Peter’s reply is posted at Lawfare, and it addresses both my criticisms (here and here) and Steve Vladeck’s (here). The reply is largely non-responsive to the points that I made in my posts; most of it is dedicated to establishing that the evidence presented at trial is sufficient to conclude that al-Bahlul participated in a JCE to commit 9/11 — and idea that I never contested.
There are, however, two basic problems with Peter’s argument. First, it is undeniable that the prosecution never legally proved the existence of a JCE to commit the various war crimes obliquely referenced in the conspiracy charge, because the commission was not instructed on the elements of JCE and — as the amicus brief admits — the commission was specifically and erroneously informed that it could convict al-Bahlul even if it did not believe a crime was completed. Moreover, as I pointed out in my last post, the prosecution specifically disclaimed reliance on JCE prior to trial. Whether the jury allegedly found enough facts from which enterprising scholars can cobble together a JCE is thus irrelevant.
Second, and perhaps even more important, Steve correctly points out in his post that JCE is not even an available mode of liability in a military commission. Here is the text of 10 USC 950q:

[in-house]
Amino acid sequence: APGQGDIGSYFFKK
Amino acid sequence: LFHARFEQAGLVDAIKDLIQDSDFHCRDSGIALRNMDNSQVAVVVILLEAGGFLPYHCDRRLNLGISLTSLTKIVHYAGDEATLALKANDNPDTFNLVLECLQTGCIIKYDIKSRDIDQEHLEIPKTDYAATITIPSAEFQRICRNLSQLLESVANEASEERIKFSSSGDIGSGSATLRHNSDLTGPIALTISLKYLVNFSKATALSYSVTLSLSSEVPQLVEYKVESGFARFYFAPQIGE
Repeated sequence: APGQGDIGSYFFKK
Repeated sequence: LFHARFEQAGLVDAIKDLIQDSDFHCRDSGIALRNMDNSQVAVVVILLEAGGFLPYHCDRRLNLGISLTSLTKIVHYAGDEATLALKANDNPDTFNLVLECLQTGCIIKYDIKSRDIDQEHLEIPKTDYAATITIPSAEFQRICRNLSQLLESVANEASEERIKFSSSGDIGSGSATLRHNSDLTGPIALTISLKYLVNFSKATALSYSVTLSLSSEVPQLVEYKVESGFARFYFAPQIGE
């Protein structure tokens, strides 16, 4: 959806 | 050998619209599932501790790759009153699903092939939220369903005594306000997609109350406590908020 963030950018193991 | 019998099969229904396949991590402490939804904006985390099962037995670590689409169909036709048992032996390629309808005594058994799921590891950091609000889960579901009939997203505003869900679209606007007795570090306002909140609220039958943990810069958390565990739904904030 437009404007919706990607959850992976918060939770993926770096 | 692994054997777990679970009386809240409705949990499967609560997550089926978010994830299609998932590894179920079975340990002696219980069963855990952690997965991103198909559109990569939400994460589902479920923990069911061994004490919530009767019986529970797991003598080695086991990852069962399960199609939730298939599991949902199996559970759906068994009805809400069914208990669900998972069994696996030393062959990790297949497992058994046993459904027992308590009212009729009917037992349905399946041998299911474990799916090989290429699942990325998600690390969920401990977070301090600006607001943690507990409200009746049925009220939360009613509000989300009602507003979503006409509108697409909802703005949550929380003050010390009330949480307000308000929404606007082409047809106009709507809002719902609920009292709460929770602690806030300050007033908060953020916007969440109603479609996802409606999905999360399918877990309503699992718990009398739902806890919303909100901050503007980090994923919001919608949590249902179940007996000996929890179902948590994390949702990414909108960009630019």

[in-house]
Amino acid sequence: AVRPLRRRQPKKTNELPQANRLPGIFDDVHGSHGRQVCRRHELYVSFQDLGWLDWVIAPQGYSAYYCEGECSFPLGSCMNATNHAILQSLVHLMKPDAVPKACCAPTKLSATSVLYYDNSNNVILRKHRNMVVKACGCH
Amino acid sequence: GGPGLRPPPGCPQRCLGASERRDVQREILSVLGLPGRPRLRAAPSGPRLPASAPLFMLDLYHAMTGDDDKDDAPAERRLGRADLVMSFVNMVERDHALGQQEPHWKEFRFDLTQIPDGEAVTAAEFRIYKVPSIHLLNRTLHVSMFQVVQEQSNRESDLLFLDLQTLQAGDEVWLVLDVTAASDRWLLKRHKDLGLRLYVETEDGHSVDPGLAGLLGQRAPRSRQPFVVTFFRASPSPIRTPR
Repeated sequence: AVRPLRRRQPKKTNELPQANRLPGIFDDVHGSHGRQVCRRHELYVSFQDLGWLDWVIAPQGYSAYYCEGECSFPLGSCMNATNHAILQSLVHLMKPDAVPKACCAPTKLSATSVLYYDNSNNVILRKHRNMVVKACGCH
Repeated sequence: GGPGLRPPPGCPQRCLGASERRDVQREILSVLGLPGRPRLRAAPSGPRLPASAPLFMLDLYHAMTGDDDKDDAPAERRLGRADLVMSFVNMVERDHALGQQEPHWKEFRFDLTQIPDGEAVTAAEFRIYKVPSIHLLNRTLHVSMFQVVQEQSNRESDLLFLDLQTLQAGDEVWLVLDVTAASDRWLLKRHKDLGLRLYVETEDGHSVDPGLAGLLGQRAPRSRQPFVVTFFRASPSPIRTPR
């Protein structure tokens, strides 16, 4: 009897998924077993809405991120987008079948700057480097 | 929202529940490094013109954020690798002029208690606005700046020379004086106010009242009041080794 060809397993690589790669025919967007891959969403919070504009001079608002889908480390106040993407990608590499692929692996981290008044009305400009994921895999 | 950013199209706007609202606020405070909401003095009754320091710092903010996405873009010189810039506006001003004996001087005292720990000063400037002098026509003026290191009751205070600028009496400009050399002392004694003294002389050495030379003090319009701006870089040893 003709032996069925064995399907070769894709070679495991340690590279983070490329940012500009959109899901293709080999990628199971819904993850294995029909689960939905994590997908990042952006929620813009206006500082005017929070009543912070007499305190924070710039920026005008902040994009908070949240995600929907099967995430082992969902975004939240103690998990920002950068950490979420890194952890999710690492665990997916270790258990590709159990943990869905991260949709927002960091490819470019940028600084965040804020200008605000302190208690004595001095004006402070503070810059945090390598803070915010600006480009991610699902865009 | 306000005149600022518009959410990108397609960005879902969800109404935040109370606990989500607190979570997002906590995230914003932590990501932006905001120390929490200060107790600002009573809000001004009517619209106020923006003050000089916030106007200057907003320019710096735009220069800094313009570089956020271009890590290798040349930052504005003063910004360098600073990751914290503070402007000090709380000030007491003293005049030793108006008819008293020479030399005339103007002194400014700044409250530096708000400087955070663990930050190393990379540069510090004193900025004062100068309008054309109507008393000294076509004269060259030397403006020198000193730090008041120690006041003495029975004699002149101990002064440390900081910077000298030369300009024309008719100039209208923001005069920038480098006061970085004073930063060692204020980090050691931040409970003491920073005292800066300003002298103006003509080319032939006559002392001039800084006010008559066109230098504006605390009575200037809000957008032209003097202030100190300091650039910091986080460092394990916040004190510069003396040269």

Any person punishable under this chapter who—
(1) commits an offense punishable by this chapter, or aids, abets, counsels, commands, or procures its commission;
(2) causes an act to be done which if directly performed by him would be punishable by this chapter; or
(3) is a superior commander who, with regard to acts punishable by this chapter, knew, had reason to know, or should have known, that a subordinate was about to commit such acts or had done so and who failed to take the necessary and reasonable measures to prevent such acts or to punish the perpetrators thereof,<
is a principal.
The amicus brief’s analogical reasoning, therefore, is even more problematic than I described in my initial post. The brief not only wants the DC Circuit to affirm al-Bahlul’s conviction for a non-existent war crime on the basis of conspiracy’s resemblance to an uncharged mode of liability; it wants the DC Circuit to affirm al-Bahlul’s conviction for a non-existent war crime on the basis of conspiracy’s resemblance to an uncharged mode of liability that the government could not have used to prosecute al-Bahlul. If the government wanted to convict al-Bahlul of the uncharged war crimes obliquely referenced in the conspiracy charge (and remember, JCE is not a war crime; it is a means for holding a defendant responsible for war crimes perpetrated by others), it would have had to allege that he committed, aided, abetted, counseled, ordered, procured, or was responsible as a commander for them. It could not have alleged that he was responsible for them via JCE. So once again Peter’s argument about JCE is irrelevant.
Both problems are fatal to Peter’s argument (and the amicus brief’s) that the DC Circuit should uphold al-Bahlul’s conviction for a non-existent war crime on the ground that he participated in a JCE to commit the uncharged war crimes obliquely referenced in the conspiracy charge. But there are three other problems in Peter’s reply worth noting…